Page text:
A big change is coming…
I’ve had some news that came as a bit of a shock. I’ve been notified that I was part of a “resource action” at IBM (normal people call them layoffs). In a move that will see some 17,000 employees cut from the payroll, IBM’s Cloud division is scaling back due to generally poor outlook in sales, competition in the space, etc. You can read more about it here.
Whatever the reason, it was a jarring call. I’ve never been let go from any position. Ever. I’ve always moved on to new opportunities. I’ve never had any significant time off, either. I’ve always moved straight from one job to the next since entering the workforce. So my first thought was “what the hell am I going to do?” It’s still my main thought, to be honest. I’ve been sleeping poorly, worried about what’s going to happen, how I’m going to provide for my family, what the ramifications will be both near-term and long. I’m the main breadwinner in the family. My wife and I have two kids, making the math even more daunting. Replacing that lost income is not going to be easy.
But this isn’t all bad news. I don’t need to replace all the income I’ve lost. I’ve been saving for retirement from the moment I started working, so we’re already okay there (barring some major financial sector meltdown). Plus, my writing income has been steadily increasing. My wife is just now re-entering the workforce after taking time off to raise our kids. We’ve been talking for years about downsizing our house to be better able to handle a full-time job in writing. Taking the leap into writing and getting out more fiction was a goal I was coming closer and closer to every year. So when this news came along, I started mulling a head-first dive into writing rather than looking for another job in IT, and the more I thought about it, the more excited I became.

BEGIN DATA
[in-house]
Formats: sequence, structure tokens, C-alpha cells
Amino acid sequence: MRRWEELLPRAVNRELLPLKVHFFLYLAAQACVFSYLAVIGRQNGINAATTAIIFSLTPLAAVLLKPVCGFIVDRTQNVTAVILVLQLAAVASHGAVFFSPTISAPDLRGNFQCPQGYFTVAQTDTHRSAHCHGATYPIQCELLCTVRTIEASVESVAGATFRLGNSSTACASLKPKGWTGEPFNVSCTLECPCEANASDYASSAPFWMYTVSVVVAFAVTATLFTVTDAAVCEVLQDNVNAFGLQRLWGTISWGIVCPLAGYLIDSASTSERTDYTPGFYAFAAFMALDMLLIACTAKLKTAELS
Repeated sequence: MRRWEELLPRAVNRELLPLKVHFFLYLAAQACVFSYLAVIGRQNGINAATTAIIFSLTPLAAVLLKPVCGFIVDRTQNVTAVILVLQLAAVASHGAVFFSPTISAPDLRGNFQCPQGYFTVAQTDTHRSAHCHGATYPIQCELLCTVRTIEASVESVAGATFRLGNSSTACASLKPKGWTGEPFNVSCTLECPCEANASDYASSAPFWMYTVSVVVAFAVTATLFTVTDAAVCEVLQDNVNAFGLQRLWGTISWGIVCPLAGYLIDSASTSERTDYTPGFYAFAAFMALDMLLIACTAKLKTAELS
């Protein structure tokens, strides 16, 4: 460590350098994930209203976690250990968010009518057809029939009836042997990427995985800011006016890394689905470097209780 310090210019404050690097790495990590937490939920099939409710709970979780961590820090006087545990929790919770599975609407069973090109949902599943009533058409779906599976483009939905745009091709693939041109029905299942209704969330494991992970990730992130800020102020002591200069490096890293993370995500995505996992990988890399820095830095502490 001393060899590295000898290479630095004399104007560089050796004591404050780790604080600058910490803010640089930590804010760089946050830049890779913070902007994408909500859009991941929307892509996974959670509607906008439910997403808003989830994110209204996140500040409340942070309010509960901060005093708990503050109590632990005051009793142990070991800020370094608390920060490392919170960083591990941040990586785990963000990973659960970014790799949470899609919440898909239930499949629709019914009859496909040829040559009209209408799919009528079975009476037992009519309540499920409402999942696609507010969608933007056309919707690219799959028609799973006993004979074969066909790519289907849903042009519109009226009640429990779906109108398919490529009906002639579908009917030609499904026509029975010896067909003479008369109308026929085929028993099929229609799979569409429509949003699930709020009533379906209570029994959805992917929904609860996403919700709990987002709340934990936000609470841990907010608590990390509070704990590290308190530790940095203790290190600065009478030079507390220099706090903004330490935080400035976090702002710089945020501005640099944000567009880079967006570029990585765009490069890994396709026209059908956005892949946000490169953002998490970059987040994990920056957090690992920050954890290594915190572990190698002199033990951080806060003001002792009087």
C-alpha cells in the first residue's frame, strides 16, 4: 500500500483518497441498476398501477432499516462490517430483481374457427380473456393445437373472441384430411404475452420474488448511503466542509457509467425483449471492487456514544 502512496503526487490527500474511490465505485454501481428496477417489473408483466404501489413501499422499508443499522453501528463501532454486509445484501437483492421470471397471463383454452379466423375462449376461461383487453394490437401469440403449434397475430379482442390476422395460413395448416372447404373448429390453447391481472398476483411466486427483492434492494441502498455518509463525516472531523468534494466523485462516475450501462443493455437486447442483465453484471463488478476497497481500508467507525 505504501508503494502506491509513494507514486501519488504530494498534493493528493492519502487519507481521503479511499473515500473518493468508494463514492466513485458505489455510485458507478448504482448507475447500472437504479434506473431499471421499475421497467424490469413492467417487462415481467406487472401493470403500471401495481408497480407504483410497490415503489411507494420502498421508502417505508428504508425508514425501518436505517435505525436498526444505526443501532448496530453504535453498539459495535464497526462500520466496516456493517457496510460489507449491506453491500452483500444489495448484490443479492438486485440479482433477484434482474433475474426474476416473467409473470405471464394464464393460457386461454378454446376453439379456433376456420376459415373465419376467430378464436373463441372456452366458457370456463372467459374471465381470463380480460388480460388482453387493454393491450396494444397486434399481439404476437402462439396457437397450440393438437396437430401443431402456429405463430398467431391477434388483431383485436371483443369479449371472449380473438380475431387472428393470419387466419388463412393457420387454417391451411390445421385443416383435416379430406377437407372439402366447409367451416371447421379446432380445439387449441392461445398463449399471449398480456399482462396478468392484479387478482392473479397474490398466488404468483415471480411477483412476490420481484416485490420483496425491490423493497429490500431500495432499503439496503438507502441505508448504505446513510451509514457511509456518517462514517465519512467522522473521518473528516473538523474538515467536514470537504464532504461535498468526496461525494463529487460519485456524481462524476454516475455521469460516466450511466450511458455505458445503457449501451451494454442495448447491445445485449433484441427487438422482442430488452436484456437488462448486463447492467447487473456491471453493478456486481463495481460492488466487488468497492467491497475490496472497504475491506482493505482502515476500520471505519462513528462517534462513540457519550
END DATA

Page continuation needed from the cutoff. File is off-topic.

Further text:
Anyone who knows me knows how methodical I am. I need to know that we can sustain ourselves. The house downsizing is only the first step. Writing is a famously unsteady occupation. I have a number of books under contract over the next several years, but there’s no guarantee beyond that. And, to be perfectly frank, even those books are not guaranteed. They could tank, and then I’d be facing a dry spell.
Because I’ll have more time on my hands to work on some smaller projects, I’ve decided to start a Patreon, the goal of which would be to create more fiction, to share it with backers, and to provide writing tips along the way. You can take a look at the Patreon page itself for more details, but the short of it is that I’m looking to raise $2,000 per month to help with health insurance for my family, a cost that skyrockets when you’re no longer getting company-provided health care.
If I could impose on you, my friends, please take a look at the Patreon. There are some very reasonable rewards that will actually pay for themselves with the rewards I’m offering, and there are some higher goals that provide some pretty unique opportunities.
Please spread the word if you could, and if you decide to join the gang, I thank you sincerely.